Lastly, Lesson 1 concludes with the significance of the Sign of the Cross.  It’s not only a humble gesture that marks a person as distinctly Catholic, but a mark of protection by which “the Lord knows who are His” (see 2 Corinthians 1:22; Ephesians 1:13; 2 Tim 2:19).  The Book of Revelation refers to the seal on our foreheads that spare us from destruction (see Revelation 7:3; 9:4; 14:1; 22:4).  Makes you want to do the Sign of the Cross more often, doesn’t it?  Amen!

http://www.gettyimages.com/detail/photo/book-of-revelation-or-the-apocalypse-royalty-free-image/157613408

Hearing the Apostles, Breaking the Bread

The first descriptions we have of the Church in the New Testament are decidedly “eucharistic.”

Luke says, “They devoted themselves to the teaching of the Apostles and to . . . the breaking of the bread” (see Acts 2:42).

The “teachings of the Apostles” are sermons like those recorded in Acts and writings inspired by the Holy Spirit (see 2 Peter 3:15-16; 1 Corinthians 2:13). The “breaking of the bread” is Luke’s word for the Eucharist (see Luke 24:35; Acts 20:7,11).

Here then, in this most ancient description of the Church’s life, we see Word and Sacrament, Bible and Liturgy, united.

And the New Testament was composed and developed in the context of the early Church’s worship.

The epistles were first written to be read publicly “before” those gathered for the Eucharist (see 1 Thessalonians 5:26; Colossians 4:16; 1 Timothy 4:13).

Greetings and blessings in these letters were often adapted from prayers and hymns used in the Liturgy (see 1 Peter 1:2-5; 1 Corinthians 16:22; Colossians 1:15-20; Philippians 2:6-12; 1 Timothy 4:16; 2 Timothy 2:11-13).

The Book of Revelation was written to be “read aloud” during worship (see Revelation 1:3). And the shape of the Gospels – which consist of many short episodes from Jesus’ life and teaching – probably indicates that these scenes were first written down to be read in the Mass.

Hearing is Believing

“Faith comes from what is heard,” Paul said (see Romans 10:17). And the early Church heard God’s Word in the Mass.

Early Eucharistic celebrations followed the same “two-part” structure as our Mass today – readings from “the teachings of the Apostles” followed by the “breaking of the bread.”

We see this in a story of Paul celebrating the Eucharist in Troas. His sermon lasted until midnight, causing one of his parishioners to fall asleep and plunge to his death. Undeterred, Paul revived the man and continued the service. He “broke the bread” (see Acts 20:7-12).

In addition to the Apostles’ teachings, the earliest liturgies probably included readings from the Old Testament.

That’s the testimony of perhaps our oldest account of the Eucharist outside the Bible. Describing this part of the Mass in 155 A.D., St. Justin Martyr said “the memoirs of the Apostles and the writings of the prophets are read” followed by a homily (see Catechism of the Catholic Church, no. 1345.)

Use of the Old Testament in the Liturgy – as well as the “two-part” structure of the Mass – can be traced to the example of Jesus.

In fact, the Bible and the Mass were inseparably united for all time by Jesus himself on the first Easter night.

Luke tells us that upon rising from the dead, Jesus encountered two disciples on the road to Emmaus (see Luke 24:13-35).

They didn’t recognize Him at first. Nonetheless, “beginning with Moses and all the prophets,” Jesus explained the meaning of the Old Testament to them – showing how all the promises God made there were fulfilled in Him (see also Luke 24:44-48). As He spoke their hearts were “burning within.”

Then Jesus sat down at table, took bread, blessed it, broke it, and gave it to them.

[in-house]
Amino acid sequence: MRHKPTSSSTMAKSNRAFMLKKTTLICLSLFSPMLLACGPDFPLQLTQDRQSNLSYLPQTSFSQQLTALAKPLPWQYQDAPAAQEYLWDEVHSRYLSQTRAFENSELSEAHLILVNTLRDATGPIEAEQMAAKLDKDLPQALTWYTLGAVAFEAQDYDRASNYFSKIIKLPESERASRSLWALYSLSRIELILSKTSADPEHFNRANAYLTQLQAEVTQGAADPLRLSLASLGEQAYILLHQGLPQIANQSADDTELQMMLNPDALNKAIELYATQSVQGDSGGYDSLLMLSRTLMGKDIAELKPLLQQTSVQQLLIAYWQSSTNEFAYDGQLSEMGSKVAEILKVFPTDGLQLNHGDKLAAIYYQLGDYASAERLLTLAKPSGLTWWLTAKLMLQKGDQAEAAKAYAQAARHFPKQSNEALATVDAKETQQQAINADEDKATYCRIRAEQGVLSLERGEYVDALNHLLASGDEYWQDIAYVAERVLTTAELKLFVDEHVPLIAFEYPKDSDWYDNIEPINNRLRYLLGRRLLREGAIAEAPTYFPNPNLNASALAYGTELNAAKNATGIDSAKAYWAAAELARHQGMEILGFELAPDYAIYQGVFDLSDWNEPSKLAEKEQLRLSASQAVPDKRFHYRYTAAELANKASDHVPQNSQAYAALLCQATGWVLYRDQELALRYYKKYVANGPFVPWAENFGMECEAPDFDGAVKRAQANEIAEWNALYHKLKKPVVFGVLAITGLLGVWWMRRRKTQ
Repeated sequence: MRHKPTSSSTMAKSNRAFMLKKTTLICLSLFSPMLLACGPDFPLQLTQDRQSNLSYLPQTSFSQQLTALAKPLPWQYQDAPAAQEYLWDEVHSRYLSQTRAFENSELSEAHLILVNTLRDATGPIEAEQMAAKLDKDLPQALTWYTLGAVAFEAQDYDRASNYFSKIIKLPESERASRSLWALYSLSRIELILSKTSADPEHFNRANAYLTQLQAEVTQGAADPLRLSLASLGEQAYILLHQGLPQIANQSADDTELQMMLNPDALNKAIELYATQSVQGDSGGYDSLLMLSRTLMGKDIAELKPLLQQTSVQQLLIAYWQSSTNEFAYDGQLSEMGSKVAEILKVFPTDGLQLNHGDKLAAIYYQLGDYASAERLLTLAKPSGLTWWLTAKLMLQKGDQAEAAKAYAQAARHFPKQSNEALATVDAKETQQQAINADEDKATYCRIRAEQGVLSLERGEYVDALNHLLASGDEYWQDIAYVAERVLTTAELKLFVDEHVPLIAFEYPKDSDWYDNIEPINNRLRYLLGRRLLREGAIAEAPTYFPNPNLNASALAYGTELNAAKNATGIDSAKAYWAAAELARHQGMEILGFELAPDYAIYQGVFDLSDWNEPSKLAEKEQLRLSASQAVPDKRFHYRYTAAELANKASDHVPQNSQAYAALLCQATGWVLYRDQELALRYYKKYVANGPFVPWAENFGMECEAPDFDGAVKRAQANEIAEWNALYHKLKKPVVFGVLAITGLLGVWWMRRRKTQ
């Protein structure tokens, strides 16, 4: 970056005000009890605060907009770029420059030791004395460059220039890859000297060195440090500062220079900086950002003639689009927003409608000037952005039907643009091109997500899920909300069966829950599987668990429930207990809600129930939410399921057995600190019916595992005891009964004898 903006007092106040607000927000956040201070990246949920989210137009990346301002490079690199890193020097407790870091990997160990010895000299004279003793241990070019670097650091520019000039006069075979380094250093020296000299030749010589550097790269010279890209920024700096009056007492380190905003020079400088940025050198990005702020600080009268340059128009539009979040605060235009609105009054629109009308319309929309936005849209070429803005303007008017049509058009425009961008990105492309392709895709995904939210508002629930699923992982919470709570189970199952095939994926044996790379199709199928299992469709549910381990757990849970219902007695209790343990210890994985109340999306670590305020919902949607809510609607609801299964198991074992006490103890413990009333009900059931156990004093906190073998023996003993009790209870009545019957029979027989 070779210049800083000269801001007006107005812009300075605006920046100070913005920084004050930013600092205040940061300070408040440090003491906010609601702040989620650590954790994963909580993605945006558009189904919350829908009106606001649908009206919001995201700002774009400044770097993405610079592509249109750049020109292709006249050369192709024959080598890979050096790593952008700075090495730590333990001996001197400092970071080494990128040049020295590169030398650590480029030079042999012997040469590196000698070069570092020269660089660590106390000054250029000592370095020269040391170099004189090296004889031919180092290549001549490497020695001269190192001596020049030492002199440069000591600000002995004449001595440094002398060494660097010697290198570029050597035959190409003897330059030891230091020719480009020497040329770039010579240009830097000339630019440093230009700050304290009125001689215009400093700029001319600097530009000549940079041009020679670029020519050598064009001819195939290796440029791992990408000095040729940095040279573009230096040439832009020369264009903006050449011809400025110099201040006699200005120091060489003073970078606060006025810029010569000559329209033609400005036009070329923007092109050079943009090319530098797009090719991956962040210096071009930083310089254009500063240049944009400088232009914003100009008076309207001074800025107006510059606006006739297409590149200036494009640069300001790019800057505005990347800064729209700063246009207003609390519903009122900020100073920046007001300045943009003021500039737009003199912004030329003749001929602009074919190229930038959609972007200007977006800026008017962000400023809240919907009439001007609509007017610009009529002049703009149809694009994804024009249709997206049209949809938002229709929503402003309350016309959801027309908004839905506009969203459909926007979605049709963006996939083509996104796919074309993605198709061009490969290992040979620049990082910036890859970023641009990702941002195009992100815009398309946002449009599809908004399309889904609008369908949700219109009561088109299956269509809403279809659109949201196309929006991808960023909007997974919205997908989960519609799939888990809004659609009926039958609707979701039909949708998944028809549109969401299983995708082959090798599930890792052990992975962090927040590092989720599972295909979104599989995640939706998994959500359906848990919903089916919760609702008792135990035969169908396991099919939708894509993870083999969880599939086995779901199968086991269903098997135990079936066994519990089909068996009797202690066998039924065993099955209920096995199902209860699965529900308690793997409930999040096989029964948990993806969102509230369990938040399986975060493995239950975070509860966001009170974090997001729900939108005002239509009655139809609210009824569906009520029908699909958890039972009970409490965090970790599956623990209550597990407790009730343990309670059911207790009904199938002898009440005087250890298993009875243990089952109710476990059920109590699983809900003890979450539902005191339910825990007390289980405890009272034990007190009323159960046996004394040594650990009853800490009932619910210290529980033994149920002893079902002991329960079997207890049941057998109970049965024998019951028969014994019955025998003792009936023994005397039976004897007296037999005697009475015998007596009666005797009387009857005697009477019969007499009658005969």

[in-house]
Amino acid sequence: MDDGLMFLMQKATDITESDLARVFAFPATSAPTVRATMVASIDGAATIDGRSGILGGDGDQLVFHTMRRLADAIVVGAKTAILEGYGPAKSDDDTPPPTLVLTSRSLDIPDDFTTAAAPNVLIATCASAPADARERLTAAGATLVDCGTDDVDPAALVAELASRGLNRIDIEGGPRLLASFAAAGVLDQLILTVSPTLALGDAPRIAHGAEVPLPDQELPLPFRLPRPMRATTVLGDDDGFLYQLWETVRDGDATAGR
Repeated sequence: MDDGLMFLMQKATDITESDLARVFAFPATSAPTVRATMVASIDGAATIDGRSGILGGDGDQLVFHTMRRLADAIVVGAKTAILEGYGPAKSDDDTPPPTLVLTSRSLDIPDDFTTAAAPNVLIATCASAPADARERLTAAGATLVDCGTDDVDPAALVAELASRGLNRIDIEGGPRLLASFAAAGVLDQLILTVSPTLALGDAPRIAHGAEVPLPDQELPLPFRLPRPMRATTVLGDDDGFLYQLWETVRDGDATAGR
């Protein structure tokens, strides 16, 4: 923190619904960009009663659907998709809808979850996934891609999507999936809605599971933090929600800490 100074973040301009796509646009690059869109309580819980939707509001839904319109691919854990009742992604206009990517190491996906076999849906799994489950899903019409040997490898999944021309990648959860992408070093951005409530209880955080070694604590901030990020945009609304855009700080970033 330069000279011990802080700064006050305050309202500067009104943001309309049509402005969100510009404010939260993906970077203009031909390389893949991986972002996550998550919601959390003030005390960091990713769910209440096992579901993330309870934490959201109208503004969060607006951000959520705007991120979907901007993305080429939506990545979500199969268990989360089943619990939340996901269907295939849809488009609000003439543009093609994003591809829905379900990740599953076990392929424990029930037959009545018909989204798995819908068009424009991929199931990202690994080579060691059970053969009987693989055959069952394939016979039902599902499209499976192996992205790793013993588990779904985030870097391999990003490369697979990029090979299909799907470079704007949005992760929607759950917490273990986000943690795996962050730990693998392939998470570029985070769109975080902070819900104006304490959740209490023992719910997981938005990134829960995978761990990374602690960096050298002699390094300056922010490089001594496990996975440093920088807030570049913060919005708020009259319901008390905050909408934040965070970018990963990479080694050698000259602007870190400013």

Notice Luke’s deliberate use of the same words used in his Last Supper narrative: At table, Jesus takes . . . blesses . . . breaks . . . and gives the bread (compare Luke 22:14-20).

Luke is giving us a picture of the Eucharist, the first to be celebrated after the Resurrection.

Jesus first “proclaims” the Scriptures, showing how the Old Testament is fulfilled in the New Testament made in His blood. Then He gives thanks for this covenant in the breaking of the bread.

When He does this, the promise of the Scriptures, Old Testament and New, is fulfilled – the disciples’ eyes are opened and they come to “know” Jesus in intimate communion.

Since that night, believers have gathered every Sunday, the day of the Resurrection known as the Lord’s day (see Revelation 1:10; Acts 20:7). In this gathering we open the Scriptures, and break the bread.

And when we do that in the Mass, we relive the experience of the disciples at Emmaus. The Scriptures are fulfilled – the Word of His new covenant “burns within” as if being written in our hearts; and our eyes are opened in faith to know Him in the breaking of the bread.

Back to Mass

That’s why we begin the Mass the way we do.

Jesus commissioned His Apostles to preach His Word and to baptize all nations in the name of the Father, the Son and the Holy Spirit (see Matthew 28:19).

As newborn sons and daughters of the Father, the baptized gain access to the family table of the Lord’s supper. There they “tasted the heavenly gift and shared in the Holy Spirit and tasted the good Word of God and the powers of the age to come” (see Hebrews 6:4).

This is the biblical legacy we recall – and become a part of – at the start of every Mass. As we make the Sign of the Cross and repeat the words of the Lord’s final commission, we remember and renew our covenant with God, made when we were baptized.

The Apostles began the tradition of marking the newly baptized with the Sign of the Cross.

It was a seal of the Lord’s salvation (see 2 Corinthians 1:22; Ephesians 1:13) and a mark of protection by which “the Lord knows who are His” (see 2 Timothy 2:19).

The Bible’s last book reveals that those marked with “the seal of God on their foreheads” are spared from destruction (see Revelation 7:3; 9:4; 14:1; 22:4) and are called to participate in a heavenly liturgy – “the wedding feast” or “marriage supper of the Lamb” (see Revelation 19:7,9; 21:9).

As we’ll see in this course, that’s where we truly are in the Mass. We have been saved from sin and death and are happy to have been called to the Lamb’s Supper.

He is truly with us as we gather in His name (see Matthew 18:20). The words of the biblical promise – “The Lord be with you” – are fulfilled in our hearing (see Luke 4:21).

The Bible leaves off with the Lord’s promise that He is coming soon (see Revelation 22:20). And where the Bible leaves off, the Mass begins.